T HOPE the S.P.C.S.C. will not lbe confused with any one of the many societies known to the pubric by their initials. There are, in fact, far too many societies at the present time, and more being formed each day, but this does not deter me from founding' a new one, and one that is urgently needed.
It is the Society for the Prevention of Cruelty to Santa Claus, the kindly bewhiskered old philanthropist known for centuries as a Saint, but now known principally as an adjunct to Big Business in the Big Stores not only at Christmas time, but for almost six months of the year. Nowadays good Saint Nicholas is a displaced person and, not only in England, but behind the Iron Curtain, he is having a very rough time.
I hear that in Czechoslovakia he has been liquidated and replaced by "Father Frost" — rather a chilly thought, and an idea which will. I am sure, have a very cold reception. No doubt this Communist Claus wears icicles on his chin instead of a beard, and appears in a drosky drawn by deviationists instead of reindeer. And in each red stocking he will place that greatest of all faity stories, "Das
111111I1111111111111111111I11111111111Ml1111111111l111111111111111l Kapital." by jolly old Uncle Karl, a book beloved of all kiddies, especially by those who are in their second childhood.
What toys can the frigid Father Frost distribute to the little Czechs? Here, indeed, is a problem for the Politburo (Juvenile Division) even in the land of toy-makers. Little hammers to knock the blocks off the Imperialists, and teeny weeny sickles to cut the legs from under those who fail to toe the party line? So many traditional toys have a capitalistic connection : the Jack-in-the-Box, for example. Surely Jack personifies the spirit of the jumped-up bourgeoisie? And Punch—there's a saboteur if ever there was one!
Yet, we must sympathise with this most unholy father; he has only to make one false step, he has only to slide down the wrong chimney, and he will spend his Christmas in a concentration camp. Or will the children refuse to accept this innovation. will the real revolt come from the nursery. instead of being engineered by the emissaries of the Vatican? Let us hope so.
BUT what of Christmas in Yugoslavia? Surely Santa Claus will not be welcome there where there can be no rival to the one and only Tito—the voice that breathed o'er Eden. Although Santa Claus could hardly be called a Western importation, there should he no need of his services in such a land of plenty, so fair a paradise of freedom and fun.
Should we not prepare for the visit of Comrade Tito to our own shores by presenting our children with a toy Tito so as to familiarise them with him. preferably in the form of a doll which says "No" when pressed— or should we put him in a cracker.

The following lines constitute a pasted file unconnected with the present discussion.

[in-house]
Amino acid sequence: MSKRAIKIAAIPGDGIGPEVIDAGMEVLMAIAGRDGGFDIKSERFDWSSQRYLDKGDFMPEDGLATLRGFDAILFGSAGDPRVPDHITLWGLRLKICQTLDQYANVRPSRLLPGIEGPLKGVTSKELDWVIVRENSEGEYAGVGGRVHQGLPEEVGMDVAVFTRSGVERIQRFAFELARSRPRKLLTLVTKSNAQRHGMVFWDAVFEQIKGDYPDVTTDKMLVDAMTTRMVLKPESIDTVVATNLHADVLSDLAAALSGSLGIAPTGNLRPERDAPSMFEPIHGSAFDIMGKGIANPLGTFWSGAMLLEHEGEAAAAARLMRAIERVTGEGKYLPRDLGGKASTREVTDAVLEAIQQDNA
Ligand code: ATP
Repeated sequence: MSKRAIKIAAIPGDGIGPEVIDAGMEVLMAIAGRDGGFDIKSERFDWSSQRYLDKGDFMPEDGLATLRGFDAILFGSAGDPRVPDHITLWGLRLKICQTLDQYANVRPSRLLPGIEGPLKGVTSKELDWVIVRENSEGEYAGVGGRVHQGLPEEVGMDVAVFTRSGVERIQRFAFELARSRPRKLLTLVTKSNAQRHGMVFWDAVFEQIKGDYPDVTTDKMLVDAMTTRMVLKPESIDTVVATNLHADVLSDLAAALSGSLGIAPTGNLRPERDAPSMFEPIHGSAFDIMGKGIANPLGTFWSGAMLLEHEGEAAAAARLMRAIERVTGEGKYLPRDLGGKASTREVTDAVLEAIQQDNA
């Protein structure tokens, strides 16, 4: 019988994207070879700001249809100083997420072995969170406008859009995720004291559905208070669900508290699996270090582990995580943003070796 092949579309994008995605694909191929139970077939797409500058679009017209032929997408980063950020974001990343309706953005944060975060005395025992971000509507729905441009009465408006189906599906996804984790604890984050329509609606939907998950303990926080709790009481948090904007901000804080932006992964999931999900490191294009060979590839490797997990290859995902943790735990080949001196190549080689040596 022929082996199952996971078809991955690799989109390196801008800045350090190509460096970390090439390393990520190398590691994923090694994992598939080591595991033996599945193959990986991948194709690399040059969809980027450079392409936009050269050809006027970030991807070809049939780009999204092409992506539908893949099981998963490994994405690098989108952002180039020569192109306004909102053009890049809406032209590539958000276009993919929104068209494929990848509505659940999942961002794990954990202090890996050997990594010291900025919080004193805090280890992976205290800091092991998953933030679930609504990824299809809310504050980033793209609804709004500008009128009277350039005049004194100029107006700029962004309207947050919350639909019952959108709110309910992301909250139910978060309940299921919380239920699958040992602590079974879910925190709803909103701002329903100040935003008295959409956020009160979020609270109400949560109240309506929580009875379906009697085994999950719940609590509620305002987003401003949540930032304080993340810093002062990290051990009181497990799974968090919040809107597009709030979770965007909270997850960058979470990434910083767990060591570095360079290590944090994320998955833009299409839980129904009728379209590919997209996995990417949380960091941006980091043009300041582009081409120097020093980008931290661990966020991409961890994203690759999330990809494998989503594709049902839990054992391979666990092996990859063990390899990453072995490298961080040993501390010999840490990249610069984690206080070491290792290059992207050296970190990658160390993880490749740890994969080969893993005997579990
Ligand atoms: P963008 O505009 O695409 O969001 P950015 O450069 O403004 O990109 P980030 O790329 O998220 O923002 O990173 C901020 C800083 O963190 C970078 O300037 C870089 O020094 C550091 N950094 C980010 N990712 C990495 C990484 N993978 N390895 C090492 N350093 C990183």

For real calculated cruelty to Santa Claus, however, we must come much
nearer home. How must he feel when clad in a heavy fur-trimmed dressing gown, snow boots and a beard which must tickle like the devil. He has to come to England not on Christmas Eve, as of yore, but almost in the middle of summer.
For weeks on end, while cricket is still being played at Lords, he has to bend down all day long to listen to impossible children asking for improbable presents, while their agitated parents endeavour to drag them protestingly away.
I have even seen him careering along the streets on a motor-scooter! Each year he arrives earlier and leaves later. How he must long to 'return to his native land, "where treetops glisten and children listen for sounds of sleigh bells in the snow."
AND it isn't as if there were only one of him; as Christmas approaches not only do the stores fill up with Sanas, but the streets as well, There they stand, poor, dilapidated, shabby Santas, peddling toys to the utter bewilderment of the children who believe in one Father Christmas, and simply cannot stomach hundreds of him.
This year, in all probability, Santa will have a happy line in toy coshes and natty knuckle dusters, for, according to the psychologists, no child should be deprived of anything in case it causes repressions in later life.
I have every sympathy with the poor old impersonator of Santa Claus whom I once saw being run-in for being drunk in Oxford Street—a sad sight, but one that was not without its funny side. He, at least, had seen through this miserable masquerade and preferred to spend his Christmas in the lock-up.
The necessity for the formation of the S.P.C.S.C. must then be obvious. Let us restore to Saint Nicholas the dignity that once was his, let us preserve his popularity as a benevolent saint, the personification of kindness and charity, the beloved distributor of well-earned rewards.
There must, I am sure, be many a crib concealed behind the Iron Curtain, and at Christmas time it's the crib that matters. So long as we don't conceal the crib behind our own curtains, we are sure of a happy and holy Christmas, and do let us be kind to Santa Claus.